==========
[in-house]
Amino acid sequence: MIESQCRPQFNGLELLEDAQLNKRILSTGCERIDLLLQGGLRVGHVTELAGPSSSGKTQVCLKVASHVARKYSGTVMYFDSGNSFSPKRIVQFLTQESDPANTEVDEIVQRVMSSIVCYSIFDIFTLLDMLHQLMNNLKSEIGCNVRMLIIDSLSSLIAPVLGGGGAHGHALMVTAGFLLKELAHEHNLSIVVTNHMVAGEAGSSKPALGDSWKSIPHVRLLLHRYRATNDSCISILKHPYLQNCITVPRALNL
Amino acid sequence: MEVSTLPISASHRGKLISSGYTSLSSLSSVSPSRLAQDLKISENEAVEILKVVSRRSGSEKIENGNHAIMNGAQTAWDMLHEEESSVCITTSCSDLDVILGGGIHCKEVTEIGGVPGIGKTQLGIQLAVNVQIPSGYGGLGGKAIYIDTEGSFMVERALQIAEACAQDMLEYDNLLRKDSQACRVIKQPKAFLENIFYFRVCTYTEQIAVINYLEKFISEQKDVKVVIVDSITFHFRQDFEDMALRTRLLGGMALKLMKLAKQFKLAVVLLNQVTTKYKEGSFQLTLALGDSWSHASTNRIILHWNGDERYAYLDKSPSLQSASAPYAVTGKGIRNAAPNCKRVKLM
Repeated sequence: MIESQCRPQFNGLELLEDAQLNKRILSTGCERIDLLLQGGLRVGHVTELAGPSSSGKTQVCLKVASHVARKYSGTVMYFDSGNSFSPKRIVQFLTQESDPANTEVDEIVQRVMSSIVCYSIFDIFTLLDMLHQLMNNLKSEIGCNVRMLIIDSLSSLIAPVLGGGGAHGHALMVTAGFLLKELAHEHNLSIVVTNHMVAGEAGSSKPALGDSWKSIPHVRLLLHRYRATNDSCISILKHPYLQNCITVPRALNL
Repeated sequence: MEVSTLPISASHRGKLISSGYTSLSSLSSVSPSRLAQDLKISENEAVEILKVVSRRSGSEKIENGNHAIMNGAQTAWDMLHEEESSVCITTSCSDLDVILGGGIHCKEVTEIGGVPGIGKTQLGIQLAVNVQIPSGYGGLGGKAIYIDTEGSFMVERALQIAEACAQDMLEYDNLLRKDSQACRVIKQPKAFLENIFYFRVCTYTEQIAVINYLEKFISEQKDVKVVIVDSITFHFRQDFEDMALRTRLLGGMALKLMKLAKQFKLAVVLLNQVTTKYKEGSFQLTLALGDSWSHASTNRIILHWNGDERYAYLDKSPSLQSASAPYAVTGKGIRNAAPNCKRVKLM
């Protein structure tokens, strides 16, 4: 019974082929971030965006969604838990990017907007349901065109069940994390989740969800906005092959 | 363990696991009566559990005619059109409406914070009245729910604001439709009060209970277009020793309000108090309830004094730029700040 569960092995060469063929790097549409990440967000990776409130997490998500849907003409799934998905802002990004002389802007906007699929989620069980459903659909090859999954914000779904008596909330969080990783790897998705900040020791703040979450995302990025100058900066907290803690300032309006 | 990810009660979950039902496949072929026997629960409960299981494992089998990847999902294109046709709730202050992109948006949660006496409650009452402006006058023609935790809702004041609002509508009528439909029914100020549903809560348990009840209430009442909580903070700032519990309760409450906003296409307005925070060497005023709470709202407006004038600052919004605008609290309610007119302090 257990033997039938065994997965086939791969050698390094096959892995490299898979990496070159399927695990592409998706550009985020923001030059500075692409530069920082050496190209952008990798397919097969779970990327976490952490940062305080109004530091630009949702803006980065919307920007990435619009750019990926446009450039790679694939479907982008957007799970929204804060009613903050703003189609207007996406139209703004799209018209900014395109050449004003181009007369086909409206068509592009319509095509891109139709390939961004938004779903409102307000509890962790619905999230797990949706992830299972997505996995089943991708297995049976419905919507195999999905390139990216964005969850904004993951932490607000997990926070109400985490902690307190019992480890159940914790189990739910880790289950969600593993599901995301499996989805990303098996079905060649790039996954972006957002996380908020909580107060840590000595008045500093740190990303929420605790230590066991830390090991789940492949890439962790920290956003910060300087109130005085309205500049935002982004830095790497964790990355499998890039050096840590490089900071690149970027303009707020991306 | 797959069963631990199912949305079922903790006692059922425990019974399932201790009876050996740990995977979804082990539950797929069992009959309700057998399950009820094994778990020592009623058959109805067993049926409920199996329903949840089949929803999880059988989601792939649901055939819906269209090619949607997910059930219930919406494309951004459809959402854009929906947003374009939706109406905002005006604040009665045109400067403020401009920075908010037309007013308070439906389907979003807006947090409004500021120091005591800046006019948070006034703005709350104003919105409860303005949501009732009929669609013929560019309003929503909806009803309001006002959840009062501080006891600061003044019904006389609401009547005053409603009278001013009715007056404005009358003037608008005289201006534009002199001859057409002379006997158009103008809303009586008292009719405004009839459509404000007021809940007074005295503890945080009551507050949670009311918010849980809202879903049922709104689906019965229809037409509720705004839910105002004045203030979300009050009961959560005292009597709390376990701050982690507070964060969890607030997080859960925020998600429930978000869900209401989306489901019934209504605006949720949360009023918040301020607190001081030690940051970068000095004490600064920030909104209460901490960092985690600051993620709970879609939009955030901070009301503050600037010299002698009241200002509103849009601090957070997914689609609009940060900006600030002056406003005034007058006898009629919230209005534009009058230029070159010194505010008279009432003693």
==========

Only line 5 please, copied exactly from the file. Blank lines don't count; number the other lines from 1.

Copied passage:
Repeated sequence: MEVSTLPISASHRGKLISSGYTSLSSLSSVSPSRLAQDLKISENEAVEILKVVSRRSGSEKIENGNHAIMNGAQTAWDMLHEEESSVCITTSCSDLDVILGGGIHCKEVTEIGGVPGIGKTQLGIQLAVNVQIPSGYGGLGGKAIYIDTEGSFMVERALQIAEACAQDMLEYDNLLRKDSQACRVIKQPKAFLENIFYFRVCTYTEQIAVINYLEKFISEQKDVKVVIVDSITFHFRQDFEDMALRTRLLGGMALKLMKLAKQFKLAVVLLNQVTTKYKEGSFQLTLALGDSWSHASTNRIILHWNGDERYAYLDKSPSLQSASAPYAVTGKGIRNAAPNCKRVKLM